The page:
Yankees drop series opener to Red Sox thanks to predictable bullpen meltdownBy
The only way the Yankees were going to win Friday night’s series opener against the Red Sox was if Hiroki Kuroda threw a masterpiece and/or the offense scored like, 12 runs. The bullpen is a total disaster right now, so much so that even the good relievers are worn down and less effective than usual. With Mariano Rivera and David Robertson unavailable, the Bombers had little chance to win a close game. Boston took the opener 8-4. Let’s recap:
- Bad, Then Good: The chances of a Kuroda masterpiece went right out the window in the first inning, when the Red Sox scored four runs thanks to four hits (three in two-strike counts) and a walk. It looked like this one would be over early, but to Kuroda’s credit, he rebounded and did not allow another run while pitching into the seventh. He threw 101 pitches overall and only generated four swings and misses. Kuroda has struggled big time these last few weeks, particularly early in starts. This was just another example. The Yankees were playing catch-up right from the get-go.
- All For Naught: New York has shown a knack for digging out of multi-run holes of late, and they managed to erase that four-run deficit thanks mostly to Robinson Cano, who had four hits including the game-tying two-run double. It would have been a three-run go-ahead double if Alex Rodriguez had more than one good hamstring. Brendan Ryan (!) hit a solo homer in the third and Lyle Overbay had a sacrifice fly in the sixth that would have been a two-run double had Shane Victorino not been so damn good defensively. The Yankees did squander some opportunities in the middle innings though, mostly because the bottom half of the lineup was a joke.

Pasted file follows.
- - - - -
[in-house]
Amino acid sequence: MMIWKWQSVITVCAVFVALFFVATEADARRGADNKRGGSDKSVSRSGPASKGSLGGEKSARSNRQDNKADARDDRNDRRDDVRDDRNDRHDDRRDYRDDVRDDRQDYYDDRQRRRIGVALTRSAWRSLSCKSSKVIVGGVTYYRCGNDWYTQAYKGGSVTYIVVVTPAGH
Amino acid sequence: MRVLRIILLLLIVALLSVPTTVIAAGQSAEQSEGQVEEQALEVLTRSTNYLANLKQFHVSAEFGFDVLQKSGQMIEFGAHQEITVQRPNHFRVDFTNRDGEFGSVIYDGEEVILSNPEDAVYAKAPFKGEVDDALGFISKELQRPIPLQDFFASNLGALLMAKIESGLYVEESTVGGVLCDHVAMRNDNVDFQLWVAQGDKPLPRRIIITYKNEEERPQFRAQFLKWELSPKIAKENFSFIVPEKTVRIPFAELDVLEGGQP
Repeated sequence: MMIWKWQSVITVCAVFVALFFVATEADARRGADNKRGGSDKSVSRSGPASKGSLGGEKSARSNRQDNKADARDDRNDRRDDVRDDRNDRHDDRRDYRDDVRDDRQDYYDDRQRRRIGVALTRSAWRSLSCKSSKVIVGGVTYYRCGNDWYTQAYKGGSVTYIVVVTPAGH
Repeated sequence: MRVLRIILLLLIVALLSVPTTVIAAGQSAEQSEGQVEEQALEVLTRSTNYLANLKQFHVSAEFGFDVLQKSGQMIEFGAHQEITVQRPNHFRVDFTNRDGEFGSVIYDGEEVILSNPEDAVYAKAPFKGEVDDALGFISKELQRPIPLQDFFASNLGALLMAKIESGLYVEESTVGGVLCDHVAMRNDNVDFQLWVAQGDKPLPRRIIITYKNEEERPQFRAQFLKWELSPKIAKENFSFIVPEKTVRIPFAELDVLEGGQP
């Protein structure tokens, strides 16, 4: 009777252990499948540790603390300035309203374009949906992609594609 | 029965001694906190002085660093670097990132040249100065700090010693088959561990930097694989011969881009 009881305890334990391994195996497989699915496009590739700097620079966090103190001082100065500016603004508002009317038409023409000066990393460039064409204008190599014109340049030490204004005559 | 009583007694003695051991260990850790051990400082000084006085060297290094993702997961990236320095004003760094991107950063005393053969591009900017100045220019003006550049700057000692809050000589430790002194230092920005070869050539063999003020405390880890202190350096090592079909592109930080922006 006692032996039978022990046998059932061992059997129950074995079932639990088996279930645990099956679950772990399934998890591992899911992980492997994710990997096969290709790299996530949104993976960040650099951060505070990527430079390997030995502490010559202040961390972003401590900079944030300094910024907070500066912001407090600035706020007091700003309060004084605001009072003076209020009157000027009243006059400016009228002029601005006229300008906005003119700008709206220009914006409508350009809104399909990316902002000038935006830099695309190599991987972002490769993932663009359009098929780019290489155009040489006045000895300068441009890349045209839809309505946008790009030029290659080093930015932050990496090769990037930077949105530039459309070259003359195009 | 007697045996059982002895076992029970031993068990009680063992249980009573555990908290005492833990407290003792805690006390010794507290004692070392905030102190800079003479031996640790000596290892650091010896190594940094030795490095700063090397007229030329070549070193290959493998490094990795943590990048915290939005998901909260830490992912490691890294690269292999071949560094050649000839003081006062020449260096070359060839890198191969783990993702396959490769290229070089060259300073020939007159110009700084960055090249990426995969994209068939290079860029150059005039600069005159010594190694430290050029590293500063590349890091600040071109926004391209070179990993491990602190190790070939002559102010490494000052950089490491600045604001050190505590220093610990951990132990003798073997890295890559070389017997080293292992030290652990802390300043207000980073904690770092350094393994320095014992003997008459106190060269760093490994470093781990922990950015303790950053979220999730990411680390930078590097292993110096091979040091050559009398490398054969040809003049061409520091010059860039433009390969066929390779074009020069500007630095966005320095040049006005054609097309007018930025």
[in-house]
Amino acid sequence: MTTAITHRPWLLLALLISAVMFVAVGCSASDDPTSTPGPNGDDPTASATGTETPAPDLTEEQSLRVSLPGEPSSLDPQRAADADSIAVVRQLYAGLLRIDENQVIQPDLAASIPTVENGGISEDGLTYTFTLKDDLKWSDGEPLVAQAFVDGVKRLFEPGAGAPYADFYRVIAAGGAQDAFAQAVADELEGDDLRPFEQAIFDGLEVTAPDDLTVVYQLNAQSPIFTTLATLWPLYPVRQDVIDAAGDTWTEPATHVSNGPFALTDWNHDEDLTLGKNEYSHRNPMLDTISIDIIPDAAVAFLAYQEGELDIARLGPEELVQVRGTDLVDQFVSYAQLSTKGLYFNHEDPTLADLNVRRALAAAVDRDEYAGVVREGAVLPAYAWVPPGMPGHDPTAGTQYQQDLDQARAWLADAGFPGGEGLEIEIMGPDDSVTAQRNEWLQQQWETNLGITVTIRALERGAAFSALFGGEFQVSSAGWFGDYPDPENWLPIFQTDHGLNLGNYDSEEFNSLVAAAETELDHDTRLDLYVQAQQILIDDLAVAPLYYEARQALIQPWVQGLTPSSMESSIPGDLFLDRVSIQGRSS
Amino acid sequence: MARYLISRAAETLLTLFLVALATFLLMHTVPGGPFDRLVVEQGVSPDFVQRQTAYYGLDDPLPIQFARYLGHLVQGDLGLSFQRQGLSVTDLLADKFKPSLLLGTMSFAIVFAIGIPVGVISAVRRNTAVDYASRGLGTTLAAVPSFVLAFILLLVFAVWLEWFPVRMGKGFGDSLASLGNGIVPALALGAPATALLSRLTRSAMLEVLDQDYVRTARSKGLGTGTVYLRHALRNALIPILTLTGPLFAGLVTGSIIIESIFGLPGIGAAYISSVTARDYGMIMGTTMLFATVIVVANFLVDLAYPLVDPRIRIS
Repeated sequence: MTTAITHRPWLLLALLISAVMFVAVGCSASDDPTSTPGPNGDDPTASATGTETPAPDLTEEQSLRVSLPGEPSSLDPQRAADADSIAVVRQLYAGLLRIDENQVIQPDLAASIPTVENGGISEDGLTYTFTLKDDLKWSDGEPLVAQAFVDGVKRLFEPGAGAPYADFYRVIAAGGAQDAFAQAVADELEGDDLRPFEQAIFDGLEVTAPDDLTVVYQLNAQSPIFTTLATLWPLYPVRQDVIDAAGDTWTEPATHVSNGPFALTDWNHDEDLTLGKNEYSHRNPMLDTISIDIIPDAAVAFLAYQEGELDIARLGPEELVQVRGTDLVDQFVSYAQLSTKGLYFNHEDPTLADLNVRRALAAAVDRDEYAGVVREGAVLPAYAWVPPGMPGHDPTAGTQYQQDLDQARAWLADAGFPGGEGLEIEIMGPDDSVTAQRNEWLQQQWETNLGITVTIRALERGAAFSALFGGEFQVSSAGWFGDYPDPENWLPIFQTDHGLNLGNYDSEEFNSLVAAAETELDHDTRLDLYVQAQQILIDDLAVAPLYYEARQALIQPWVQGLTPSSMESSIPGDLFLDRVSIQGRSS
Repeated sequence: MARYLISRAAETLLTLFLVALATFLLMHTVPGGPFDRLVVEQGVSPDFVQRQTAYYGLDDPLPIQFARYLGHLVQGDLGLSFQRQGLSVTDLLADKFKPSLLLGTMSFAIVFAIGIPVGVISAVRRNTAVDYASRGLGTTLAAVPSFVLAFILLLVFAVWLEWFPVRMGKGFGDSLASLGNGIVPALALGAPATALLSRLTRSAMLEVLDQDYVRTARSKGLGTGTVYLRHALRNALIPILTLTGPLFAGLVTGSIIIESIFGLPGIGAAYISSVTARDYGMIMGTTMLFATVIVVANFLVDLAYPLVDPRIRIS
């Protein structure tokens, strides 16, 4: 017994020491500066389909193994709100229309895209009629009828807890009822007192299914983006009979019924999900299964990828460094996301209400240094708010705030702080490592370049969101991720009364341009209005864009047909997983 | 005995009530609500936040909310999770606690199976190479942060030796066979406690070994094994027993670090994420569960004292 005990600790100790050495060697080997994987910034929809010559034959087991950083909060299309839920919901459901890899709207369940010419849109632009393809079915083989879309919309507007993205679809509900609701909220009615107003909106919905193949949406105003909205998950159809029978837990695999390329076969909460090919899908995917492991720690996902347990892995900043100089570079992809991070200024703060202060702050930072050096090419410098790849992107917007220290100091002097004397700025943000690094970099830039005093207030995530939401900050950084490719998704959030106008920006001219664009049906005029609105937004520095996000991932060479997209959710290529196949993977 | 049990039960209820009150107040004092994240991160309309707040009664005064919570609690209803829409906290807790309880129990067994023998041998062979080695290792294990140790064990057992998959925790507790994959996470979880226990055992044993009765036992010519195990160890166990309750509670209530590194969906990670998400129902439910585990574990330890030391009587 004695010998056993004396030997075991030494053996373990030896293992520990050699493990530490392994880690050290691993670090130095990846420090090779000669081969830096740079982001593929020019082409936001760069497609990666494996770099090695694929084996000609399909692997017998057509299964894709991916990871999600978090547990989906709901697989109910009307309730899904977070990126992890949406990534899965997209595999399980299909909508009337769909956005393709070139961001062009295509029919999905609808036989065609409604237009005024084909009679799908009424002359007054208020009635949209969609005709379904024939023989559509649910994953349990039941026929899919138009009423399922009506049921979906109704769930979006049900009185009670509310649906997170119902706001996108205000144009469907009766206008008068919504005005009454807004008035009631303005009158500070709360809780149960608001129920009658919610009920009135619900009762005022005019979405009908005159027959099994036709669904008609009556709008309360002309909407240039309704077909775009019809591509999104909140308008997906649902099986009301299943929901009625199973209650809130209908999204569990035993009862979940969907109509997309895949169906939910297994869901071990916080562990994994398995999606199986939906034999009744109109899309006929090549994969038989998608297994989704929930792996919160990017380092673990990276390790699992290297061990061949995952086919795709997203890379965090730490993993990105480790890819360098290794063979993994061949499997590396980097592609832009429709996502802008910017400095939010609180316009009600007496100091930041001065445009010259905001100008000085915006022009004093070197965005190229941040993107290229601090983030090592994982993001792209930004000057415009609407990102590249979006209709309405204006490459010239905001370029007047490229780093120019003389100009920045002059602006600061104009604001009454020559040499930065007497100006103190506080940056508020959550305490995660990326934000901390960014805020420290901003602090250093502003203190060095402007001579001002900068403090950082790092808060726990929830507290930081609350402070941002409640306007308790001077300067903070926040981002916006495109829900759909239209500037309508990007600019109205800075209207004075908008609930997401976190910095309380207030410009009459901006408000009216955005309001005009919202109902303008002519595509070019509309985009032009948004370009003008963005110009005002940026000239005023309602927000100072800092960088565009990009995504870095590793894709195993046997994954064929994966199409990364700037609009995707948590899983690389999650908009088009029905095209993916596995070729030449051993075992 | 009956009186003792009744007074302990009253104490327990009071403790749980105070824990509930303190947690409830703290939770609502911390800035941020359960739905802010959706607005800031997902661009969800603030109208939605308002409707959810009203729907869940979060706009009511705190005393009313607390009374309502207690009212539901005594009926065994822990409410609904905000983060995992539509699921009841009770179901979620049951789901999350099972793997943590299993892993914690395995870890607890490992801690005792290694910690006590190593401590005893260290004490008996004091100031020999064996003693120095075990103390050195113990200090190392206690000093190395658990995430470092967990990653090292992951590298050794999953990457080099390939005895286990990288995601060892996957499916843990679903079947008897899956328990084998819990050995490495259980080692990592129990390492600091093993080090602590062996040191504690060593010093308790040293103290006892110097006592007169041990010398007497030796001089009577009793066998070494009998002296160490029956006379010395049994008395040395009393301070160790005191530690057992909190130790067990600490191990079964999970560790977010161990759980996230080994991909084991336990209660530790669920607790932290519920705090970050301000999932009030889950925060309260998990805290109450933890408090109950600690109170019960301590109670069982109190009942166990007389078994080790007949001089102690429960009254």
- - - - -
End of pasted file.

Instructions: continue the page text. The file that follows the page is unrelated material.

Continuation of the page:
- Blownpen: Like I said, the bullpen is a Three Mile Island-level disaster right now. Joe Girardi had to send Kuroda back out to start the seventh because a) he was cruising, and b) there was no reliever he could trust. Victorino’s leadoff single promptly ended Kuroda’s night. Cesar Cabral plunked David Ortiz before Preston Claiborne walked Jonny Gomes to load the bases with no one out. Claiborne managed to strike out Daniel Nava by doubling up on his changeup, which was a rather gutsy move. Unfortunately he left a fastball up to Jarrod Saltalamacchia that turned into the game-losing grand slam. Predictable.
- Leftovers: The Yankees had eight hits total, including four by Cano and two by Ryan. Not sure relying on Brendan Ryan to provide offense is a sustainable strategy … the 5-6-7 hitters (Overbay, Eduardo Nunez, Ichiro Suzuki) needed 34 pitches to go 0-for-11 with a sac fly … Matt Daley chucked a scoreless eighth, but not without allowing an extra-base hit … and finally, it has to be pointed out that Boston’s four-run rally in the eighth was started by Nunez muffing a ground ball at third base. It was hard hit, no doubt about it, but it was hit right at him and a play a big league third baseman should make. This guy just can not play anymore. These games are too important and he doesn’t do enough (anything?) to help. Start Mark Reynolds at third and Ryan at short. End of story.
MLB.com has the score and video highlights, FanGraphs some other stats, and ESPN the updated standings. The Rays, Indians, and Orioles all won, so the Yankees are now three back of the second wildcard spot in the loss column and one back of Cleveland. They’re tied with Baltimore and one up on the Royals. Cool Standings gives them a 14.7% chance to make the postseason. CC Sabathia and Jon Lester will be the pitching matchup on Saturday afternoon.